I came across this in the memoirs of William T. Sherman. He was describing a scene on his famous (or infamous, if you’re from the South) march to the sea in November and December 1864.
“On the 8th, as I rode along, I found the column turned out of the main road, marching through the fields. Close by, in the corner of a fence, was a group of men standing around a handsome young officer, whose foot had been blown to pieces by a torpedo planted in the road. He was waiting for a surgeon to amputate his leg, and he told me that he was riding along with the rest of his brigade-staff of the Seventeenth Corps, when a torpedo trodden on by his horse had exploded, killing the horse and literally blowing off all the flesh from one of his legs. I saw the terrible wound, and made full inquiry into the facts. There had been no resistance at that point, nothing to give warning of danger, and the rebels had planted eight-inch shells in the road, with friction-matches to explode them by being trodden on. This was not war, but murder, and it made me very angry.”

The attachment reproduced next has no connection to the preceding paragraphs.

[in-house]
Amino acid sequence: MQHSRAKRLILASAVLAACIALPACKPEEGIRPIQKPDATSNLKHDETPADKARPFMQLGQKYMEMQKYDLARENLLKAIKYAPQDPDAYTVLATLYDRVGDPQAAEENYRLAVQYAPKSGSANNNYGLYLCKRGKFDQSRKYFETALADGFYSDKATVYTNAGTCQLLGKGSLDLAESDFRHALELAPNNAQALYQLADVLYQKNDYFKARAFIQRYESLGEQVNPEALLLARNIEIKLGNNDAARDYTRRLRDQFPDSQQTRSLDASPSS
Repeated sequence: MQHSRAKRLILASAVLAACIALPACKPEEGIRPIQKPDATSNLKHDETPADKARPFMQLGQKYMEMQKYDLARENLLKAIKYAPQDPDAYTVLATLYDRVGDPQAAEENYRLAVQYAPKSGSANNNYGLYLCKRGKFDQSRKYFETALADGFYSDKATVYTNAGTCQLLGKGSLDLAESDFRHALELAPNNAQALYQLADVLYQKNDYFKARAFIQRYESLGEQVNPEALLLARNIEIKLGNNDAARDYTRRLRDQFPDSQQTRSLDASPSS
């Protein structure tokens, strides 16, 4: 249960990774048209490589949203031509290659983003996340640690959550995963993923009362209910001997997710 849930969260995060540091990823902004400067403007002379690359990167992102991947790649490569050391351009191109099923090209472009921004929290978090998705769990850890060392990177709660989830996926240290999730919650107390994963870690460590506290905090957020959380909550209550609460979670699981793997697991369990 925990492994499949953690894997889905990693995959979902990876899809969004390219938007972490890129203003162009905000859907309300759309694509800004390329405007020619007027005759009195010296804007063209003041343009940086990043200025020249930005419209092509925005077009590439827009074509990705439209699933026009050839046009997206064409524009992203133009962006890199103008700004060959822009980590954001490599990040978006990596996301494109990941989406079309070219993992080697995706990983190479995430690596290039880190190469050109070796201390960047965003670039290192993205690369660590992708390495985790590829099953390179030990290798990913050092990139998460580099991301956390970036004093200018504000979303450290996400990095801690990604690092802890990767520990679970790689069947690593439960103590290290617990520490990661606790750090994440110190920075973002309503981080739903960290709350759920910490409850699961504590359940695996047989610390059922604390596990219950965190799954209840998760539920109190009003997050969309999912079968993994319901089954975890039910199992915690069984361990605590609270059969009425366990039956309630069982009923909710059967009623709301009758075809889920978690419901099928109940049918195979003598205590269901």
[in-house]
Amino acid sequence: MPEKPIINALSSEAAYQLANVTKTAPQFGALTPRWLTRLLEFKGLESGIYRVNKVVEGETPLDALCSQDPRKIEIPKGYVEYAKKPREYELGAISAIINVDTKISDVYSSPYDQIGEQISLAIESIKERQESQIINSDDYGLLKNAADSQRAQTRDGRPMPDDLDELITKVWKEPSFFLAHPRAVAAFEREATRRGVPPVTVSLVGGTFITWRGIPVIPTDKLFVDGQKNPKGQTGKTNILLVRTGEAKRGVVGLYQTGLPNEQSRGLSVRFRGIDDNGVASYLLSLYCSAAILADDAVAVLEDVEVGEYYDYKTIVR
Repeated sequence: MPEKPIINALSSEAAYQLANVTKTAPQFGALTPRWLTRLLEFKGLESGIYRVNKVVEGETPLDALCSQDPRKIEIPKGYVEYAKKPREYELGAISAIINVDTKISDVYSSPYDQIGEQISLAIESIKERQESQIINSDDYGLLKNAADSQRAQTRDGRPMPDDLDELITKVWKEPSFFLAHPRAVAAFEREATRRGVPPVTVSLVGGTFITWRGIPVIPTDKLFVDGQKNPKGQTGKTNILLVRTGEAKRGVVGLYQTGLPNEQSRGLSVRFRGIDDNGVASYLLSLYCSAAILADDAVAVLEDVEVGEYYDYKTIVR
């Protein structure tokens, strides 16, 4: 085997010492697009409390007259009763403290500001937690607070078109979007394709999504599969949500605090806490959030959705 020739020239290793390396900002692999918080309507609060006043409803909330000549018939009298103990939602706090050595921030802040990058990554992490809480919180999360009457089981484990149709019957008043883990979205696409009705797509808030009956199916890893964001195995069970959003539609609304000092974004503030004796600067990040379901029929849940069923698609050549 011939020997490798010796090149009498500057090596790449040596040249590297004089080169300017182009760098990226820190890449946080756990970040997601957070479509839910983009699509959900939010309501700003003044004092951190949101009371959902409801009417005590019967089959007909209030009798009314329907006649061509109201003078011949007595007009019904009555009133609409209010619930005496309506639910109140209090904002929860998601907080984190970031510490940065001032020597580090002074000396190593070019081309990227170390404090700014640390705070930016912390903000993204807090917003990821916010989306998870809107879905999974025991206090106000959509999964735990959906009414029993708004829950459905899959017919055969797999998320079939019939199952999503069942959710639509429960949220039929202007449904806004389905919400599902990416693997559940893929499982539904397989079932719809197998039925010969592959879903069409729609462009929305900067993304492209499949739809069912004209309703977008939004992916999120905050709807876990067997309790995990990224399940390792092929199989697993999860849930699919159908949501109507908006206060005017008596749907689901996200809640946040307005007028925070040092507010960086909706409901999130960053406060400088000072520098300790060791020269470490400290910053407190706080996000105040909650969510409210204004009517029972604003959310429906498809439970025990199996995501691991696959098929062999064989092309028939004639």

I was struck by how this scene has repeated itself over and over in the past decade, with a HMMWV or MRAP in place of the horse. When faced with a superior enemy force, an insurgency is of course forced to adopt irregular tactics.
Sherman continued with his solution to the problem, and the route-clearance procedures he implemented:
“I immediately ordered a lot of rebel prisoners to be brought from the provost-guard armed with picks and spades, and made them march in close order along the road, so as to explode their own torpedoes, or to discover and dig them up. They begged hard, but I reiterated the order, and could hardly help laughing at their stepping so gingerly along the road, where it was supposed sunken torpedoes might explode, but they found no other torpedoes till near Fort McAllister.”
I’m really beginning to like Sherman.